Assimilation of Turkey's Circassians[edit]

Turkey has the largest Circassian population in the world, around half of all Circassians live in Turkey, mainly in the provinces of Samsun and Ordu (in Northern Turkey), Kahramanmaraş (in Southern Turkey), Kayseri (in Central Turkey), Bandırma, and Düzce (in Northwest Turkey), along the shores of the Black Sea; the region near the city of Ankara. All citizens of Turkey are considered Turks by the government, but it is estimated that approximately two million ethnic Circassians live in Turkey. The "Circassians" in question do not always speak the languages of their ancestors, and in some cases some of them may describe themselves as "only Turkish". The reason for this loss of identity is mostly due to natural assimilation, but also due to Turkey's government assimilation policies[30][31][32][33][34] and marriages with non–Circassians.

Especially after the 1940s, Circassians were restricted by policies such as the prohibition of Circassian language,[30][32][35][36][37][38] Turkification of village names, and the ban on Circassian surnames.[39][40][33] Despite these policies, the Circassians remained loyal to the Turkish state.

In December 2021, Deutsche Welle's Turkish language documentary "The story of the Circassians from the Caucasus to Turkey" led to substantial discussions regarding the state of Circassian assimilation in Turkey.[41][42] This gave rise to heavy xenophobia, racism and hate speech in Turkish media questioning loyalty of Circassians to the Turkish state and accusing Circassian NGOs of playing in foreign hands. Turkish ultranationalists were seen posting genocidal and racist quotes of Nihal Atsız.[41]

According to Fahri Huvaj, a prominent Circassian nationalist, the Circassian population has gone through assimilation in the world and now approximately only one fifth of Circassians can speak their language and that the Circassian language and culture is about to disappear from Turkey. UNESCO reports state that Adyghe and Abkhazian are among the "severely endangered" languages in Turkey .[41]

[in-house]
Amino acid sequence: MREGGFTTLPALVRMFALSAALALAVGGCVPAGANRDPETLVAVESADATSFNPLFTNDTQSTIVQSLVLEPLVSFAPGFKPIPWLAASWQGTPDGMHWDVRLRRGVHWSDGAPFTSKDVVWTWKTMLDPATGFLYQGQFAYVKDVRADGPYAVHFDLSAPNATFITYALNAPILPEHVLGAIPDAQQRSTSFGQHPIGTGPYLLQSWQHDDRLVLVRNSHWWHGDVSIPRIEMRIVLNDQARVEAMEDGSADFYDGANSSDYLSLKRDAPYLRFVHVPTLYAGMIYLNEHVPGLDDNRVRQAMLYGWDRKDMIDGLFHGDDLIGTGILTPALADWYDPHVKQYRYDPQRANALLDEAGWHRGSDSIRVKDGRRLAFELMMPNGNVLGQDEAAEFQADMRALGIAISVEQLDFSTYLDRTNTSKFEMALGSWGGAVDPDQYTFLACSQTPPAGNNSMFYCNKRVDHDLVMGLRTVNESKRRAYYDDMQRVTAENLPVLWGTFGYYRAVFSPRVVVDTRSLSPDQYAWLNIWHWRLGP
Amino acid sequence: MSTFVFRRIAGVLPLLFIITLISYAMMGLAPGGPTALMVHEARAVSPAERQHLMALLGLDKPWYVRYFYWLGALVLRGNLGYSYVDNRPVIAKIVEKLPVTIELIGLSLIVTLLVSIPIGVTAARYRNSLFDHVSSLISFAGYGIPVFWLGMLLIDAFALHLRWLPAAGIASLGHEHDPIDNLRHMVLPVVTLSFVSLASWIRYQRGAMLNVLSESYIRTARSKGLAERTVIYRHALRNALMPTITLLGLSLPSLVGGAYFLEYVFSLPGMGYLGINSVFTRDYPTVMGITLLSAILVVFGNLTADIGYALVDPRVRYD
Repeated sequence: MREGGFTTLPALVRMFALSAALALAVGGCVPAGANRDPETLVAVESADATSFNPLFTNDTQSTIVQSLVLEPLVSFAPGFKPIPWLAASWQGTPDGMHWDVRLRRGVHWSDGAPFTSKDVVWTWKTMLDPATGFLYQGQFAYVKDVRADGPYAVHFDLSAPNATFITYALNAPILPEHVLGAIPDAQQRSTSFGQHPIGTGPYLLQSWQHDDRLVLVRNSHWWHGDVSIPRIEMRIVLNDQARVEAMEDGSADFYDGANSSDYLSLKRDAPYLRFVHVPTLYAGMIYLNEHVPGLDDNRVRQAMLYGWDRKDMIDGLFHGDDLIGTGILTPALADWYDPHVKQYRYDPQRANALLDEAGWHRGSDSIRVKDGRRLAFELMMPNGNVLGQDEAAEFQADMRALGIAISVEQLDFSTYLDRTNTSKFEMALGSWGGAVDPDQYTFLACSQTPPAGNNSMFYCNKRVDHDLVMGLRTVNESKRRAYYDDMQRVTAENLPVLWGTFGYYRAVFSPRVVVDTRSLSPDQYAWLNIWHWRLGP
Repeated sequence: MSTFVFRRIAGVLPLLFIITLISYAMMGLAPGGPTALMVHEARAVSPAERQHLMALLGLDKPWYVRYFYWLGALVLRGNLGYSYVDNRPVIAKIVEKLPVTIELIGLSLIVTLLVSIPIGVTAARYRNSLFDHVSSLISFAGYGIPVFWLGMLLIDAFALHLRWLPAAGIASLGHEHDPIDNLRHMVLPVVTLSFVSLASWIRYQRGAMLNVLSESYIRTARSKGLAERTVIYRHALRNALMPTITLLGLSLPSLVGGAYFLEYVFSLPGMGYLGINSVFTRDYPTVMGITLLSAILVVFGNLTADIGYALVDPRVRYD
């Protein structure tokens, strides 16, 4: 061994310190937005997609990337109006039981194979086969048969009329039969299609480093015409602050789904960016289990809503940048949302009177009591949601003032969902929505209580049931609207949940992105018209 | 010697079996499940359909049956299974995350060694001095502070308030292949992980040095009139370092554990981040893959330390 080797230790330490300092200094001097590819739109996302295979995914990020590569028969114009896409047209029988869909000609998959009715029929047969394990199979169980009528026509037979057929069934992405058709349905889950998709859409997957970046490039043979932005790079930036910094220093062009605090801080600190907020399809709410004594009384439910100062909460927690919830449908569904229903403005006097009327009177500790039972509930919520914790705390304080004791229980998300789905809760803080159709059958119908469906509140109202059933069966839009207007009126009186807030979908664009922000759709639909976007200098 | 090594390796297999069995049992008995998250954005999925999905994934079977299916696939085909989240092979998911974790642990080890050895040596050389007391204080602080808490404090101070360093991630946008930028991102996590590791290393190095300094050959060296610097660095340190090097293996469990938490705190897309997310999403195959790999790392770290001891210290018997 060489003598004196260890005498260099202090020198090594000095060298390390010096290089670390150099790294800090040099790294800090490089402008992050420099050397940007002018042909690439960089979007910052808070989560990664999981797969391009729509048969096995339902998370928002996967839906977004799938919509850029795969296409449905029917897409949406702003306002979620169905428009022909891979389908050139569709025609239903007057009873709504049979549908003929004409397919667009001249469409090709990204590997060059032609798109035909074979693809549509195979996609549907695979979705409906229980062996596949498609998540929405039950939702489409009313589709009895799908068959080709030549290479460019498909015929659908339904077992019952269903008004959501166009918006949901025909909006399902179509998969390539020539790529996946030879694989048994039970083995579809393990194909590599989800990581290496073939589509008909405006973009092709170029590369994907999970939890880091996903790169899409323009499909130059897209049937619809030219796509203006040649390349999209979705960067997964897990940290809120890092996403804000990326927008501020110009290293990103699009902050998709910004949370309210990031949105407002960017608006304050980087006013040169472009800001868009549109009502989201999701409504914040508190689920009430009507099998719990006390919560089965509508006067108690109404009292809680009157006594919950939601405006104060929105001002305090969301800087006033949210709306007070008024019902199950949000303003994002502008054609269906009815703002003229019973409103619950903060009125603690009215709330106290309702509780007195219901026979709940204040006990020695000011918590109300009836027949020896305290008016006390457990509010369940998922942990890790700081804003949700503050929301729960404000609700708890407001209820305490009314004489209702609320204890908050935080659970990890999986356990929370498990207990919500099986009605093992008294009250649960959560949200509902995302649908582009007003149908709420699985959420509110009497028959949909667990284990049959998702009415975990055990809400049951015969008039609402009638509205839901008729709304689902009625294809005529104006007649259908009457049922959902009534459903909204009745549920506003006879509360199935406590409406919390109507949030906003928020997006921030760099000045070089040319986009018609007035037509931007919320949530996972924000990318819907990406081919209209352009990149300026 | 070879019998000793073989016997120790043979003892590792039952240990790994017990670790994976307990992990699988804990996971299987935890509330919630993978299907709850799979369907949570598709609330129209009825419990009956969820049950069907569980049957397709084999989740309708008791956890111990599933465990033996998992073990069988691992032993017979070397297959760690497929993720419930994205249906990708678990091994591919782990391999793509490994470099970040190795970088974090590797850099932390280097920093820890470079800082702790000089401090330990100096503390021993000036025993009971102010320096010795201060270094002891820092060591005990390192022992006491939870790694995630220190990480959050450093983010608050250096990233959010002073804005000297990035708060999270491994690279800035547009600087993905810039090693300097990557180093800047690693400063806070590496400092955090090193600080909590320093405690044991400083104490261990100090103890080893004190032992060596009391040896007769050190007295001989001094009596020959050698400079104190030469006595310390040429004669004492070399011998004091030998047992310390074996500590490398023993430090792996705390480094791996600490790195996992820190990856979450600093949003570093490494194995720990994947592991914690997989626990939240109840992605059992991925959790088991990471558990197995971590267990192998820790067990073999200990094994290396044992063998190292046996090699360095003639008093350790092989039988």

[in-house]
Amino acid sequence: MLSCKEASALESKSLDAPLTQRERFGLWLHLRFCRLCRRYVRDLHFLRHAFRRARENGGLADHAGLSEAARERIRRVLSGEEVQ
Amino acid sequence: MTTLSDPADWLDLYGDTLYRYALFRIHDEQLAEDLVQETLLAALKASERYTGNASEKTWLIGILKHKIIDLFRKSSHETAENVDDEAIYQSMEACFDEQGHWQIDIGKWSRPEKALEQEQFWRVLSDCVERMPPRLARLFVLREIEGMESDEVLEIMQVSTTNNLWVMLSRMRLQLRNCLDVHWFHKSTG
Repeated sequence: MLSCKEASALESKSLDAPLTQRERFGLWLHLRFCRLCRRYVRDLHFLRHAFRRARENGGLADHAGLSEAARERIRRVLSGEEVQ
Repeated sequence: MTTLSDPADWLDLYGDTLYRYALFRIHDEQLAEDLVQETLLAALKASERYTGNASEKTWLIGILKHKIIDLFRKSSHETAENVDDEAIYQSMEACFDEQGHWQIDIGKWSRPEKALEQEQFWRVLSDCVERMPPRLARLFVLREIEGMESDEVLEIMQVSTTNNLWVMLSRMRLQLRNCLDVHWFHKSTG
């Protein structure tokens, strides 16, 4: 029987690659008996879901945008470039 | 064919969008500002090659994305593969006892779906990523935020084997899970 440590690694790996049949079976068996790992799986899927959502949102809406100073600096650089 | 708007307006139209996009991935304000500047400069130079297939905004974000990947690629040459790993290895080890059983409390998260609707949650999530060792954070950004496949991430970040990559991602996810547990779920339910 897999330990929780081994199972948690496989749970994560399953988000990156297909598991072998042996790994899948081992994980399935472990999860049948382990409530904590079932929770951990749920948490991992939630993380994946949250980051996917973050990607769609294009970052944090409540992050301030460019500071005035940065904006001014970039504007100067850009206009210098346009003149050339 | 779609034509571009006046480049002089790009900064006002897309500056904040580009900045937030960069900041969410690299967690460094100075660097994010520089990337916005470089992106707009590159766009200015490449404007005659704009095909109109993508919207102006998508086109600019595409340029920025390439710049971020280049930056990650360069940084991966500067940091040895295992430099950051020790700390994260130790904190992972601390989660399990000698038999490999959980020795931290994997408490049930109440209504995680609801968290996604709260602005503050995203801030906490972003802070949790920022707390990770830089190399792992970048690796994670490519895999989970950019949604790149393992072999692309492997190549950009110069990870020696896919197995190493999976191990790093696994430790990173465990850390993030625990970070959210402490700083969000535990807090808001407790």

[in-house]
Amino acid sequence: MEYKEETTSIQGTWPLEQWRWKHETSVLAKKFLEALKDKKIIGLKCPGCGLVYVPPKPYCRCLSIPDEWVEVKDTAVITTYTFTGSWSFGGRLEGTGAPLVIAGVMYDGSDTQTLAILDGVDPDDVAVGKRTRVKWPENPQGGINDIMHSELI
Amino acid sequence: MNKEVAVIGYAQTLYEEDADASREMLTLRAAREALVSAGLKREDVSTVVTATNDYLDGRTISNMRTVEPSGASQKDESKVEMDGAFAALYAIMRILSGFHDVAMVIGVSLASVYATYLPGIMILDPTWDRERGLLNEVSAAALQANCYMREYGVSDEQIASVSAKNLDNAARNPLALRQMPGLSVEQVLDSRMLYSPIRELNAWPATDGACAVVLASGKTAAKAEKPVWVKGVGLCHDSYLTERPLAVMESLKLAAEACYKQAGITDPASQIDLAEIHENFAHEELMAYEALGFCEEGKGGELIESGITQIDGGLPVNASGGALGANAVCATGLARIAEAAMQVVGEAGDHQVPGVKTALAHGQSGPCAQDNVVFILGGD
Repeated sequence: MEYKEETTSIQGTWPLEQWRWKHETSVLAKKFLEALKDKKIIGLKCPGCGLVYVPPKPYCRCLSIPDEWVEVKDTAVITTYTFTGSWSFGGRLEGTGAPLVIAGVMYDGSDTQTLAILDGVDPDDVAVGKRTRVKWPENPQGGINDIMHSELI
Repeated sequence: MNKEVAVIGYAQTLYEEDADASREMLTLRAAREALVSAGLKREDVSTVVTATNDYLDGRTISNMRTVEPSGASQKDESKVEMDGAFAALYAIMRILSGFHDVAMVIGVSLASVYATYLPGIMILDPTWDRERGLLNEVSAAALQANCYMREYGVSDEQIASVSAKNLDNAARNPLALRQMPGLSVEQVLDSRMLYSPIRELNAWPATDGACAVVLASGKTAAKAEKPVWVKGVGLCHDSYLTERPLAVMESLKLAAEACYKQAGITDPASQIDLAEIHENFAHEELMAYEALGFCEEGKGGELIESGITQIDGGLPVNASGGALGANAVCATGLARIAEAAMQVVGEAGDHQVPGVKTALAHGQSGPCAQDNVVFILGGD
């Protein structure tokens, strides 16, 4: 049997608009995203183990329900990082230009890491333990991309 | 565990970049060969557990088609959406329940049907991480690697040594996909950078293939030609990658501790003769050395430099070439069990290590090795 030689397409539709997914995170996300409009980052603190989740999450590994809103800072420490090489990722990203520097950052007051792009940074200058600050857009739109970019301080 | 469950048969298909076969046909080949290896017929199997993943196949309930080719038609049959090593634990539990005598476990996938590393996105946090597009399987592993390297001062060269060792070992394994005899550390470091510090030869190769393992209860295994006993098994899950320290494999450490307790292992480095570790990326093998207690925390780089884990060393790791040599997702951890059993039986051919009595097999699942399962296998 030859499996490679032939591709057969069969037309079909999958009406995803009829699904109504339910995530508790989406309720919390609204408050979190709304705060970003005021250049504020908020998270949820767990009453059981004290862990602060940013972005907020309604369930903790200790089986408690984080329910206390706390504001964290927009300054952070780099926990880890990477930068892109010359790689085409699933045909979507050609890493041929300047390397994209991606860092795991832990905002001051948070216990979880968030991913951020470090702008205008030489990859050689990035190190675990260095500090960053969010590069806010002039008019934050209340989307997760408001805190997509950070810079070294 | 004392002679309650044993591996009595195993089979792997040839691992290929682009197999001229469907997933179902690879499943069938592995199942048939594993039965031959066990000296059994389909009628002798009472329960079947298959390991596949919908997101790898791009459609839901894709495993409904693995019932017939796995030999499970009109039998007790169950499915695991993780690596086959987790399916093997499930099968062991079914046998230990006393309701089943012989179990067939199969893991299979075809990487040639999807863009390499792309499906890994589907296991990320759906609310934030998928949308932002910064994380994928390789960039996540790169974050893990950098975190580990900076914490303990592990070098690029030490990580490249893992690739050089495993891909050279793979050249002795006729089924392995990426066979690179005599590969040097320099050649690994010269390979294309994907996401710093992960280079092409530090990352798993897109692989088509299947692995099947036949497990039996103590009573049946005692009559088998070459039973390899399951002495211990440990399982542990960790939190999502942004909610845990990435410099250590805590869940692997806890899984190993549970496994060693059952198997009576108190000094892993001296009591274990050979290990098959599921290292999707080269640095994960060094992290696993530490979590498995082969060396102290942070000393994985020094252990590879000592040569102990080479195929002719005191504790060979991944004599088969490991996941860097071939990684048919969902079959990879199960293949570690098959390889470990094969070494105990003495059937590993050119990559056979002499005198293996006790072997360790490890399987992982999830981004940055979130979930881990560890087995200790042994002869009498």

Most Circassian organizations, including KAFFED, the biggest one, confirmed Deutsche Welle's claims while still declaring loyalty to the state and calling for friendship between Circassians and Turks. However, some smaller local organizations like Çerkes Forumu denied the claims. Çerkes Forumu's statement read: "We are Circassians. There are no traitors among us. You can not turn us into traitors. Stop lying."[43]



A Turkish boy of Circassian origin wearing the North Caucasian traditional dress Chokha

In the census of 1965, those who spoke Circassian as first language were proportionally most numerous in Kayseri (3.2%), Tokat (1.2%) and Kahramanmaraş (1.0%).

Notable people[edit]

(* = Circassian descent only on paternal side)

(** = Circassian descent only on maternal side)


Presidents and prime ministers of Turkey[edit]

Sultans of the Ottoman Empire with Circassian mothers[edit]

Grand viziers of the Ottoman Empire[edit]

Military officers[edit]

Cultural figures[edit]

Historians and writers[edit]

Film, TV, and stage[edit]

Musicians and painters[edit]

Sports people[edit]

See also[edit]


  1. ^ Kabardian and Adyghe: Тыркуем ис Адыгэхэр, romanized: Tyrkuiem is Adygekher; Turkish: Türkiye Çerkesleri


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Works cited[edit]

Further reading[edit]

  • Dogan, Setenay Nil. “No Matter How Close: Relationships of the Circassians With the State Apparatus in Turkey”. Kafkasya Çalışmaları, 2024, doi:10.21488/jocas.1427336.
  • Besleney, Zeynel. The Circassian Diaspora in Turkey: A Political History. United Kingdom, Taylor & Francis, 2014.

External links[edit]